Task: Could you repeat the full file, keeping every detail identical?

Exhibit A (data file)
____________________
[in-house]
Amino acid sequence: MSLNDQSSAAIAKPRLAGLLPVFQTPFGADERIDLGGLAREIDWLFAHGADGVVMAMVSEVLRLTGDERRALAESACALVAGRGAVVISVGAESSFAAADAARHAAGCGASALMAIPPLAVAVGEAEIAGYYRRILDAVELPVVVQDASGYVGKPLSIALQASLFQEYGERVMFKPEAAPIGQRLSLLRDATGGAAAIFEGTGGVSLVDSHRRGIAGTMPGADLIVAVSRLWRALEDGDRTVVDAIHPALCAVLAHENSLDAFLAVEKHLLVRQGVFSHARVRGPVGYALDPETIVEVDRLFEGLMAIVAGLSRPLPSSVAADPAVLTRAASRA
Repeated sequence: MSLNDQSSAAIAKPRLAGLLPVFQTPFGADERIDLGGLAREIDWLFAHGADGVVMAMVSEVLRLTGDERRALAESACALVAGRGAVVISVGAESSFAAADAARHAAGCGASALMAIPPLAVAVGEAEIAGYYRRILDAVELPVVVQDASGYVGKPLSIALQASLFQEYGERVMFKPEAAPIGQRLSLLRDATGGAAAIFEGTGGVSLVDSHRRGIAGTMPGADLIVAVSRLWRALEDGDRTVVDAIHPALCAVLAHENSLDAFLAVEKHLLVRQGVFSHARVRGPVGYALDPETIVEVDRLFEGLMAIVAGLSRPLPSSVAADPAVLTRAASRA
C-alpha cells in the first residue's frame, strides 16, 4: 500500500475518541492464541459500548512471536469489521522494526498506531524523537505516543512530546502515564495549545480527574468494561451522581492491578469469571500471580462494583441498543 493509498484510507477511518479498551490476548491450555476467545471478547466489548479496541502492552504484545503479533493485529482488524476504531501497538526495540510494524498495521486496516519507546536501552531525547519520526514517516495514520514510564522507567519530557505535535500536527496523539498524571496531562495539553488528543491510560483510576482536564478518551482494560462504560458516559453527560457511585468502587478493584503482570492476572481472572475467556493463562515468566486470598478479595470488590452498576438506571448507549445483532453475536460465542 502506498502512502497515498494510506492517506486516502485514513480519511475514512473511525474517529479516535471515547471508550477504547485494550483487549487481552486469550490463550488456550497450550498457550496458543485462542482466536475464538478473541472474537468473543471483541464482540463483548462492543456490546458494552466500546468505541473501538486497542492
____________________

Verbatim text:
[in-house]
Amino acid sequence: MSLNDQSSAAIAKPRLAGLLPVFQTPFGADERIDLGGLAREIDWLFAHGADGVVMAMVSEVLRLTGDERRALAESACALVAGRGAVVISVGAESSFAAADAARHAAGCGASALMAIPPLAVAVGEAEIAGYYRRILDAVELPVVVQDASGYVGKPLSIALQASLFQEYGERVMFKPEAAPIGQRLSLLRDATGGAAAIFEGTGGVSLVDSHRRGIAGTMPGADLIVAVSRLWRALEDGDRTVVDAIHPALCAVLAHENSLDAFLAVEKHLLVRQGVFSHARVRGPVGYALDPETIVEVDRLFEGLMAIVAGLSRPLPSSVAADPAVLTRAASRA
Repeated sequence: MSLNDQSSAAIAKPRLAGLLPVFQTPFGADERIDLGGLAREIDWLFAHGADGVVMAMVSEVLRLTGDERRALAESACALVAGRGAVVISVGAESSFAAADAARHAAGCGASALMAIPPLAVAVGEAEIAGYYRRILDAVELPVVVQDASGYVGKPLSIALQASLFQEYGERVMFKPEAAPIGQRLSLLRDATGGAAAIFEGTGGVSLVDSHRRGIAGTMPGADLIVAVSRLWRALEDGDRTVVDAIHPALCAVLAHENSLDAFLAVEKHLLVRQGVFSHARVRGPVGYALDPETIVEVDRLFEGLMAIVAGLSRPLPSSVAADPAVLTRAASRA
C-alpha cells in the first residue's frame, strides 16, 4: 500500500475518541492464541459500548512471536469489521522494526498506531524523537505516543512530546502515564495549545480527574468494561451522581492491578469469571500471580462494583441498543 493509498484510507477511518479498551490476548491450555476467545471478547466489548479496541502492552504484545503479533493485529482488524476504531501497538526495540510494524498495521486496516519507546536501552531525547519520526514517516495514520514510564522507567519530557505535535500536527496523539498524571496531562495539553488528543491510560483510576482536564478518551482494560462504560458516559453527560457511585468502587478493584503482570492476572481472572475467556493463562515468566486470598478479595470488590452498576438506571448507549445483532453475536460465542 502506498502512502497515498494510506492517506486516502485514513480519511475514512473511525474517529479516535471515547471508550477504547485494550483487549487481552486469550490463550488456550497450550498457550496458543485462542482466536475464538478473541472474537468473543471483541464482540463483548462492543456490546458494552466500546468505541473501538486497542492